As we ease into fall, the nights are cooler, yet the days are sunny enough to keep a dewey shimmer on the skin. The cooking in my kitchen is reflective of what is available with the seasons. I can’t get enough of the fantastic offerings from our farmer’s markets as my burgeoning refrigerator can attest. Although figs are not a local crop, they are cropping up by the boxful in grocery stores, full and sweet and priced well.
I couldn’t resist making a batch of these Figs Preserved in Honey & Bourbon. The jammy figs are glossed in a lush cloak full of heady vanilla and headier bourbon. Adding strips of lemon zest and a couple branches of rosemary to the simmering liquid provided both bright citrus and resinous nuances. As an accompaniment to a cheese plate, to roasted duck or pork, these figs are gorgeous, also as a simple dessert finished with a spoonful of soft cream or ricotta and chopped nuts. They made a fine topping to the maple syrup ice cream pictured below.
Confession: I have a beautiful new copper French preserve pot, or bassine a confiture. Apparently, I’ve had a beautiful new French copper preserve pot for well over a decade, picked up for a song at a house sale. At the time it was just an attractive container I spied, useful as an ice, beer and wine receptacle at parties. Then, not long ago, I read a book on jam and preserve making and realized the vessel’s true intended purpose- heeee. The pot and I are busy making up for lost time and are now preserving away. What, what? This girl came to canning and preserving late in life.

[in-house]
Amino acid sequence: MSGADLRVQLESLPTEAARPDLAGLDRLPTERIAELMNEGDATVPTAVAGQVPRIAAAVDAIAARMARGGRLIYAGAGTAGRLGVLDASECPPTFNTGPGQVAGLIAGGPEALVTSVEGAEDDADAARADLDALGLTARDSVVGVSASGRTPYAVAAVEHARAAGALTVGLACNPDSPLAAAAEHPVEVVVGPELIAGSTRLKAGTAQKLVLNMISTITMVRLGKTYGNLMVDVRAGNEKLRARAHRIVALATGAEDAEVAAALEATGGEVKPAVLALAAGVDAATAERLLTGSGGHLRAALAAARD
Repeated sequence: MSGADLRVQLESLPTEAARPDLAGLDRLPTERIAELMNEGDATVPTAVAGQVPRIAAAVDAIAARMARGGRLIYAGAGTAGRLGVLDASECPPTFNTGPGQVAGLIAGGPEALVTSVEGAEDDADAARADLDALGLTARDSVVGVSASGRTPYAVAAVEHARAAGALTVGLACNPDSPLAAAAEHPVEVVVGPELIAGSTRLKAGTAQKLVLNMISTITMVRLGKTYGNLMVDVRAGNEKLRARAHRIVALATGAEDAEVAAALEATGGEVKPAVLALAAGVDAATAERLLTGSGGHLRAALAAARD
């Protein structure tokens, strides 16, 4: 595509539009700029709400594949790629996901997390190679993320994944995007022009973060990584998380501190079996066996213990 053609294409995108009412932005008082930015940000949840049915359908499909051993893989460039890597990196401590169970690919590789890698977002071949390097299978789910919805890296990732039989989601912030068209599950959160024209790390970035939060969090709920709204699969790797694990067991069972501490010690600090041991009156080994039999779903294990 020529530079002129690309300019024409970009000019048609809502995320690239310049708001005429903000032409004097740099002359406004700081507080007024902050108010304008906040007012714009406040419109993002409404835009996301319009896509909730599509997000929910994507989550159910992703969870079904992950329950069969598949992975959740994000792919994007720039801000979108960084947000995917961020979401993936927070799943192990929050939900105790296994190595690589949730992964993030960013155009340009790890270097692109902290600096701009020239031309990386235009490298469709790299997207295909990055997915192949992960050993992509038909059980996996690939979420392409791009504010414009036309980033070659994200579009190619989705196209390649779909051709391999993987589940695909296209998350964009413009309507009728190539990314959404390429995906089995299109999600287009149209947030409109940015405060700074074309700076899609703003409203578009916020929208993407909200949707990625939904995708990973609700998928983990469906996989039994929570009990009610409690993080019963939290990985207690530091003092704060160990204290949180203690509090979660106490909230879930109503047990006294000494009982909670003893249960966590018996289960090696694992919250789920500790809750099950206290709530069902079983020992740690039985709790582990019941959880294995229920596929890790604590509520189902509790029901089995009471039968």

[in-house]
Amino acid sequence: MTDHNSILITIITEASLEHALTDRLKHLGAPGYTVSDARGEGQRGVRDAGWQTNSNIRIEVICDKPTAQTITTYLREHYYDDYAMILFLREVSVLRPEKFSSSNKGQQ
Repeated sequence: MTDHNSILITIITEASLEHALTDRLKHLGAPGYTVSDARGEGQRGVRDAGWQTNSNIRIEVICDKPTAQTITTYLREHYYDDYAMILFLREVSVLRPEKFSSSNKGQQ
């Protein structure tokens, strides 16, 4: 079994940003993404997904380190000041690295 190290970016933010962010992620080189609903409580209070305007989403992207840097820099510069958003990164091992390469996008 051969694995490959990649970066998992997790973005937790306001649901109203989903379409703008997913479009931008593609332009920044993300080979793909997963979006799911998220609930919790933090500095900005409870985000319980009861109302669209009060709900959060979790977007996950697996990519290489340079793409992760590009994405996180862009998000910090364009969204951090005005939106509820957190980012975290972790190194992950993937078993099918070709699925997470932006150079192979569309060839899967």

On one of the colder nights last week I was craving something sweet and soft and comforting. Ingredients were on hand to put together a sea-salty maple custard base with the intention of baking into creme caramels the next day. Said next day turned out to be a sweaty scorcher as I painted a set of weathered chairs while dodging yellow jackets on the patio. Meanwhile, the maple custard base thickened up to a silken texture overnight in the fridge and instead of baking, I poured it into the ice cream machine and soon had cold and luxurious maple ice cream; intensely flavorful maple syrup from farmer Floyd Davis of The Red Basket Farm.
Plenty of that garlic finds its way into the stockpot. I’m happy that in addition to their whole birds and pieces, Tea Hills Farms has been bringing bags of chicken necks, backs and feet to market – all the better for a flavorful stock. Homemade poultry stock is my security blanket – there’s always a way to make a nourishing something out of nothing with stock in the house.
The visual of a pot of stock gently breaking bubbles for hours on end is a warming sight indeed, but if stovetop timing is impractical for your schedule, slide your pot into a 180 degree oven per Michael Ruhlman’s instructions.
I must have been channeling my Belorusian and Ukranian roots while composing this hearty salad of mixed sweet roasted local beets, whole buckwheat groats (kasha), roasted red onions and toasted walnuts. As a creamy and tangy counterpoint, I whisked together a dressing with goat milk kefir, pickle juice (from my homemade lacto-fermented garlic dills), olive oil, coriander seed, plenty of chopped fresh dill and crumbled Lucky Penny Farm and Creamery’s amazing goat milk feta. A salad so satisfying – and generous – that it provided me with at least several meals for the week.
Looking over the Chagrin Falls from this perspective, it’s a bit difficult to imagine there is a bustling Sunday farmer’s market to the left, and a Jeni’s Ice Cream shop to the right. Details are nicer when you click the photo open.